Breakthrough Research in Synthetic Mesh

In Vivo study of patented collagen biomaterial shows promise for pelvic floor reconstruction

Innovations in Urology - Winter 2019

Through collaborative translational research at University Hospitals Cleveland Medical Center and Case Western Reserve University, a team of physicians and engineers has developed a novel woven collagen mesh material for potential use in mid-urethral sling (MUS) surgeries.

Over the past decade, exploration of effective biomaterials for treatment of stress urinary incontinence (SUI) and pelvic floor reconstruction has gained attention in response to concerns about synthetic mesh complications.

“The quest for synthetic mesh alternatives aims to address an unmet need for an ideal implantable material,” says Adonis Hijaz, MD, Director, Female Pelvic Surgery at UH Cleveland Medical Center and Vice Chair of Academics and Research for the UH Urology Institute. “Our overarching mission is to help our patient population and give women a safe, durable repair for incontinence or prolapse.”

Adonis Hijaz, MDAdonis Hijaz, MD
Dr. Hijaz is developing the patented collagen-based MUS prototype in collaboration with researchers including Ozan Akkus, PhD, a Leonard Case Jr. Professor of Engineering at Case Western Reserve University. Dr. Akkus and his team invented a novel mechanism to convert a collagen solution into threads of electrochemically aligned collagen (ELAC) that can be woven into a macroporous mesh. Funding through a National Institutes of Health (NIH) R21 grant is supporting further investigation of the material for safety and efficacy. 

To date, functional testing in both small and large animal models has shown exciting promise for the innovative engineered tissue. This past year, the team published their early findings in the Journal of Biomedical Materials Research Part B: Applied Biomaterials.1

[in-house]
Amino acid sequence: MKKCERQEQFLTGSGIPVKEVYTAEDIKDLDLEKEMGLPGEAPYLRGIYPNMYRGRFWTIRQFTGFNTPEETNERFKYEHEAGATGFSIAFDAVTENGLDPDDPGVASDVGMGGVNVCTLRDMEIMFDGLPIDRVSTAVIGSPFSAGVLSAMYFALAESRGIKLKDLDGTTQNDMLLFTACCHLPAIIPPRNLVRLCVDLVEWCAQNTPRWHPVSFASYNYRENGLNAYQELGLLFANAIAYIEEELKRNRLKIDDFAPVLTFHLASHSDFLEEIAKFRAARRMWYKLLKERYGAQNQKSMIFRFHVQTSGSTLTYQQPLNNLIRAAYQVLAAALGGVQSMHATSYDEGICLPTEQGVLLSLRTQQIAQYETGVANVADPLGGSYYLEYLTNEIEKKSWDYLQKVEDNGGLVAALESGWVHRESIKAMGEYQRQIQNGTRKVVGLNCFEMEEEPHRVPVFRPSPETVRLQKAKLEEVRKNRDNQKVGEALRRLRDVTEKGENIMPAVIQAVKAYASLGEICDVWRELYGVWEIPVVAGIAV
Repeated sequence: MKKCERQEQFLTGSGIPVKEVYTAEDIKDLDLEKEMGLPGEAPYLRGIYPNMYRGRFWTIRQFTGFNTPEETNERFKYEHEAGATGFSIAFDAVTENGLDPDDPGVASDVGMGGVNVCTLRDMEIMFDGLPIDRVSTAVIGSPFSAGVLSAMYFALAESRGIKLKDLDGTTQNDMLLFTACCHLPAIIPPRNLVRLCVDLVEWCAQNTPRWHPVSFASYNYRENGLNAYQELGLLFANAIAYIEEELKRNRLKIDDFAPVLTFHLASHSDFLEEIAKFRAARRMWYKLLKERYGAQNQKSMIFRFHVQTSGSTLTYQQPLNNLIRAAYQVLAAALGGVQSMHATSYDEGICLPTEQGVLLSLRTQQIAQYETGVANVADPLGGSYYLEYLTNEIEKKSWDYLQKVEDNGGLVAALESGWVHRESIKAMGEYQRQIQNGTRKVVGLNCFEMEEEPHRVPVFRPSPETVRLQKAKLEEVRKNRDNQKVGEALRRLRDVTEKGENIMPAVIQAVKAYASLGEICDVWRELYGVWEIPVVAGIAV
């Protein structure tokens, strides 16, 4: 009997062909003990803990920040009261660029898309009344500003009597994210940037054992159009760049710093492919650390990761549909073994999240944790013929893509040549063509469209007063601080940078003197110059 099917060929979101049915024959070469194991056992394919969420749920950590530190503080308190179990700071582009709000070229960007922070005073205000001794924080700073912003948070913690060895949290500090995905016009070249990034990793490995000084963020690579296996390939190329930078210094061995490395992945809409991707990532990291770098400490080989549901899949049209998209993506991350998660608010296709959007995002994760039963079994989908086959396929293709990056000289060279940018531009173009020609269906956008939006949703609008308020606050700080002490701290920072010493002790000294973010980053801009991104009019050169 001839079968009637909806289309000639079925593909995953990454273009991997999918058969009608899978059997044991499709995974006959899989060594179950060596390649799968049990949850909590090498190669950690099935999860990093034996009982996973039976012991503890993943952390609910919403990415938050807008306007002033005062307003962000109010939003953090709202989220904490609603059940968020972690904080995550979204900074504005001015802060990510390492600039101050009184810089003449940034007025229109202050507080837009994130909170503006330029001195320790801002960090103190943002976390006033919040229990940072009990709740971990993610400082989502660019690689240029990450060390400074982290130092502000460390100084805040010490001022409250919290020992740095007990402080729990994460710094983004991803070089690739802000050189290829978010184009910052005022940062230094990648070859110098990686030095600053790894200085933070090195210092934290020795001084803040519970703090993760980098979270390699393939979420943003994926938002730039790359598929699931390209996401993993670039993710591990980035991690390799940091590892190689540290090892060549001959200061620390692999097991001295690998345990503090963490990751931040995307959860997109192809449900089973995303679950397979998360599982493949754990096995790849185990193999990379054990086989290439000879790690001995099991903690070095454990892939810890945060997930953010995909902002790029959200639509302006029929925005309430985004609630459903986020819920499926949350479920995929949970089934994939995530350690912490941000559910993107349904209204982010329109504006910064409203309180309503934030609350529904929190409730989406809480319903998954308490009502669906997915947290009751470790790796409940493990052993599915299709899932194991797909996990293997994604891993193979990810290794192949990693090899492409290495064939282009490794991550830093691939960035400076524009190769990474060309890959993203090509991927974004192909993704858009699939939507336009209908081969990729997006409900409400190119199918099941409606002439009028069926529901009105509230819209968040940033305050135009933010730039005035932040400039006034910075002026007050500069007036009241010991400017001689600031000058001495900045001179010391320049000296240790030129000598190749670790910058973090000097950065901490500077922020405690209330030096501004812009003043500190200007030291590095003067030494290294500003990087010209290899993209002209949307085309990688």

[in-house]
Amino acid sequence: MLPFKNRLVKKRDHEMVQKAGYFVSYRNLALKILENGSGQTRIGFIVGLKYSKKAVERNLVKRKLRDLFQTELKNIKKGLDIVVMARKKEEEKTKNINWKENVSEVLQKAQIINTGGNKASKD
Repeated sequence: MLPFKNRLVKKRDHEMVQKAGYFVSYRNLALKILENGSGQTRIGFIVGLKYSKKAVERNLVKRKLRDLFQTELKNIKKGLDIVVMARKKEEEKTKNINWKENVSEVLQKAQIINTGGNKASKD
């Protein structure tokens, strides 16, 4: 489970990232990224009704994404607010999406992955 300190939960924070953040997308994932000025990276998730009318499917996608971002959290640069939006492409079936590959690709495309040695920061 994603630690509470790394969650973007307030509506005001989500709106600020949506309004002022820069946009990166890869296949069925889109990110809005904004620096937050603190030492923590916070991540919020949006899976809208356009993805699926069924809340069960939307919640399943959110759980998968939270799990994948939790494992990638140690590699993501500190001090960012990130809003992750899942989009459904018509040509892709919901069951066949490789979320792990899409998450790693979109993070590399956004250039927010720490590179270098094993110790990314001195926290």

In the study, mesh samples of ELAC were implanted in a subcutaneous rat model and explanted at various time intervals to evaluate biocompatibility (tested at two weeks, two months and five months) and mechanical properties (baseline, two months and five months) to determine suitability for use as a MUS for management of SUI. Implants of porcine dermal (Xenmatrix) and monofilament polypropylene (Prolene) meshes were also included for comparison. In total, 25 animals were implanted for this study, with 15 monitored for biocompatibility and 10 monitored for mechanical properties at the predetermined endpoints.

The results were promising. “We found that the product exhibited both the tensile strength of the synthetic sling and the stiffness of native tissue,” Dr. Hijaz says. “Additionally, we saw no significant acute or chronic inflammation. What was particularly interesting was evidence of replacement of the collagen fibers we originally implanted with new, well-aligned collagen that the hosts deposited into the material.” 

Dr. Hijaz explains that when biological material like collagen is implanted, the fibers are assumed to disintegrate over time. Researchers were encouraged by the cellularization and integration of host tissue within the surgically-placed mesh samples.


To pursue further study of the collagen mesh, the research team was awarded a grant through the Ohio Third Frontier Technology Validation and Start-up Fund (TVSF). The fund supports higher education and nonprofit research institutions in their efforts to develop and commercialize emerging technologies. 

Grant funding has enabled study of the collagen mesh in large animal models. 

“We recently concluded a six-month experiment of sheep implanted with our human-sized collagen sling,” Dr. Hijaz says. “Our mechanical and histological analysis of the extracted material confirmed what we saw in our small animal models, which was a positive outcome. This spring, we will harvest a second set of sheep that we have survived for a year.”


While UH researchers work through the necessary logistical phases prior to clinical availability in humans, a spin-off company, CollaMedix, Inc. was formed to address production and scalability. To fund next steps, the startup is raising capital and has applied for an NIH small business innovation research (SBIR) grant. 

“We’re optimistic,” Dr. Hijaz says. “This is an exciting breakthrough innovation in the biomaterials space. While our initial investigation is in my field of pelvic floor reconstruction, our hope is that one day this product will replace synthetic mesh material for a wide range of medical and surgical applications.”

For more information, call the UH Urology Institute at (216) 844-3009 or contact Dr. Hijaz at

1. Chapin K, Khalifa A, Mbimba T, McClellan P, Anderson J, Novitsky Y, Hijaz A, Akkus O 2018. In vivo biocompatibility and time-dependent changes in mechanical properties of woven collagen meshes: A comparison to xenograft and synthetic mid-urethral sling materials. J Biomed Mater Res Part B 2018:00B:000–000.


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